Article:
A natural leader, he caught for the Chichester town baseball team, as he had for his high school nine. Reg was slighter in build and was several inches shorter. He was combative and, if wronged, quick to pick a fight. He pitched for the Chichester team. Over the years he had perfected a hard- breaking curve, which he could and frequently did use to brush aggressive hitters back from the plate or knock them down. Like my grandfather
Mosher, my father had a romantic outlook on life, which I have inherited. Reg, for his part, was a realist, with an ironical turn of mind and a dry sense of humor that I loved.
Reg loved to argue. My father did not. Sooner or later, though, Dad would be drawn into a debate, amicable enough at first, often over the relative merits of their two favorite players.
Dad, a true- blue Yankee fan, was a Joe DiMaggio man. Reg was a devotee of Ted Williams. As the evening wore on and the game became heated - as Yankee - Red Sox games are wont to do - the baseball arguments between my father and uncle intensified.
Soon they'd both get mad, stop addressing each other directly, and begin arguing by proxy, through me.
"Howard Frank," my uncle said - as a boy, I was often addressed by both names to distinguish me from my father, Howard Hudson - "Howard Frank, I am here to tell you that Ted Williams is the greatest pure hitter in the history of the game."
"Maybe so, Howard Frank," my father shot back. "But you have my permission to inform your uncle that Joe DiMaggio is the most complete all-around player in the history of the game."
I usually said nothing. For one thing, I was only four. Also, though I already had a keen appreciation for my relatives' many eccentricities, I didn't like arguments any more than Dad did.
Fortunately, about the time full darkness settled in, we would lose the radio broadcast altogether. Then I would ask my uncle to tell me a story.
"Tell me a story" was my mantra, and Reg knew scores of good ones. Stories of the old bear hunters, ginseng gatherers, mountain guides, hermits, witches, and pioneer families who had settled Chichester. Like the Northeast Kingdom of Vermont when Phillis and I first arrived in the mid-1960s, Chichester in the '40s and '50s was a gold mine of stories. My feisty uncle was its Homer, as well as my first storytelling mentor. Reg was working on an anecdotal history of Chichester, and sometimes he would read aloud to me from the manuscript.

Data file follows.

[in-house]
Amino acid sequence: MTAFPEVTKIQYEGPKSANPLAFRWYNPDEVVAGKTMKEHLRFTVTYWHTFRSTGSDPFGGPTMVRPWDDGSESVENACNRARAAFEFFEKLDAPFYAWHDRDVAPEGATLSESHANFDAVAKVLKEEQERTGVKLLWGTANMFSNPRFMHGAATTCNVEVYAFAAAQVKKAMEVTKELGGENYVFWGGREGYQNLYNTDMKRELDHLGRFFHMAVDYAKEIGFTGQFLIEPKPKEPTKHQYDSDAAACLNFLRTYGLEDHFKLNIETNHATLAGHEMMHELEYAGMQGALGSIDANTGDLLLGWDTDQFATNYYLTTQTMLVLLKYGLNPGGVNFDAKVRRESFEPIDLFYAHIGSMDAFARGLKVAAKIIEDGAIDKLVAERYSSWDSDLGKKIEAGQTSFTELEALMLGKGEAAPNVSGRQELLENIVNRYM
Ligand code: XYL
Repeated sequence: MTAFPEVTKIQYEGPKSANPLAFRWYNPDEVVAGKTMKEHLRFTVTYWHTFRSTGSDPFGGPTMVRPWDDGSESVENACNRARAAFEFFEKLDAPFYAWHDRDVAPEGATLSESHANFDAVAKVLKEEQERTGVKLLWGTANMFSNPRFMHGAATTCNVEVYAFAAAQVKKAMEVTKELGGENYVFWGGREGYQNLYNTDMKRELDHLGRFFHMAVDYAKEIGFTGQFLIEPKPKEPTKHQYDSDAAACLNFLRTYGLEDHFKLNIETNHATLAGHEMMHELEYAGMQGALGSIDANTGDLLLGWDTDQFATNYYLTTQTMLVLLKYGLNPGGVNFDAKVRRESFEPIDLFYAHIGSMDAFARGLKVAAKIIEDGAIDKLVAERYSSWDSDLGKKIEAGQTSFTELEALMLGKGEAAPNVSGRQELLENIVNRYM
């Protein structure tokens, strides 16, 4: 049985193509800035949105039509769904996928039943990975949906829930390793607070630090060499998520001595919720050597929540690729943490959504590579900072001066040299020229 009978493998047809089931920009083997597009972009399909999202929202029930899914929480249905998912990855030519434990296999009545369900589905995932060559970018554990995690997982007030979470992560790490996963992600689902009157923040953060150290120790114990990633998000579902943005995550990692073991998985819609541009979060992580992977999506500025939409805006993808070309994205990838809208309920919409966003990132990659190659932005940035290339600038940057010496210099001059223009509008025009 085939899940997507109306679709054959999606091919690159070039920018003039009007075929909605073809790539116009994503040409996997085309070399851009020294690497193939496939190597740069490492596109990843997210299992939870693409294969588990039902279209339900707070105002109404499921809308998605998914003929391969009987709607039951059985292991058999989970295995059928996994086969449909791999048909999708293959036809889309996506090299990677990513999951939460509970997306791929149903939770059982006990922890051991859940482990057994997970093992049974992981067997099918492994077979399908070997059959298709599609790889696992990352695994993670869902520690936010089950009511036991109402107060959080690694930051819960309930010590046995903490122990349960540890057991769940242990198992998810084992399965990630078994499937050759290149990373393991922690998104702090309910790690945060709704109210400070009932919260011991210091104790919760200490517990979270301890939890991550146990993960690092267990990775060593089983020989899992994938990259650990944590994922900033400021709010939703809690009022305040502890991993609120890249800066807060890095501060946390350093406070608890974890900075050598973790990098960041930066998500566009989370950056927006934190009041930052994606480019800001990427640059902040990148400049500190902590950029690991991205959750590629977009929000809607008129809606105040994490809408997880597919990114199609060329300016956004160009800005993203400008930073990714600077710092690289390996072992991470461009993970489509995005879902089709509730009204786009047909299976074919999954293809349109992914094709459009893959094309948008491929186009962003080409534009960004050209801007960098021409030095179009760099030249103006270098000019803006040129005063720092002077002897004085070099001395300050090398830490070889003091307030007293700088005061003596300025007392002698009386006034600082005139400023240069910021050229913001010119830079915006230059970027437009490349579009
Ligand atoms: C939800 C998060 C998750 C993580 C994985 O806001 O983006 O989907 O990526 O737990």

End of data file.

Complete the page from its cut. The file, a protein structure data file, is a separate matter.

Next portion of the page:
Of all Reg's stories, my favorite was the one that hadn't yet happened. That was his description of the road trip he and I would take the summer I turned twenty-one. We'd start out in Robert Frost's New England, then head for New York City, where my uncle's favorite New Yorker writer, Joseph Mitchell, had chronicled the lives of his beloved gypsies, street preachers, and fish vendors. We'd visit the New York Public Library on Fifth Avenue and Forty-first Street, with its two stone lions guarding the main entrance. Next we'd strike out for the Great Smokies, Thomas Wolfe country - my uncle loved You Can't Go Home Again and Look Homeward, Angel. We'd drop by Oxford, Mississippi, and have a gander at Faulkner's home, slope down to Marjorie Kinnan Rawlings's (The Yearling) Florida. Then we'd head for the American West - Reg, a huge fan of Zane Grey, would read me Grey's Westerns by the hour. We'd walk the streets of Raymond Chandler's LA and Dashiell Hammett's San Francisco, check out James T. Farrell's Chicago (with a side visit to the Windy City's great bookstore, Brentano's,) take a look at Hemingway's upper Michigan and Aldo Leopold's Wisconsin. We'd eat at greasy spoons and roadside custard stands, stay at motor courts and tourist cabins. Throw our fly rods and baseball gloves in the backseat and see a ball game in every town that had a team.
Excerpted from The Great Northern Express by Howard F Mosher. Copyright © 2012 by Howard F Mosher. Excerpted by permission of Crown. All rights reserved. No part of this excerpt may be reproduced or reprinted without permission in writing from the publisher.
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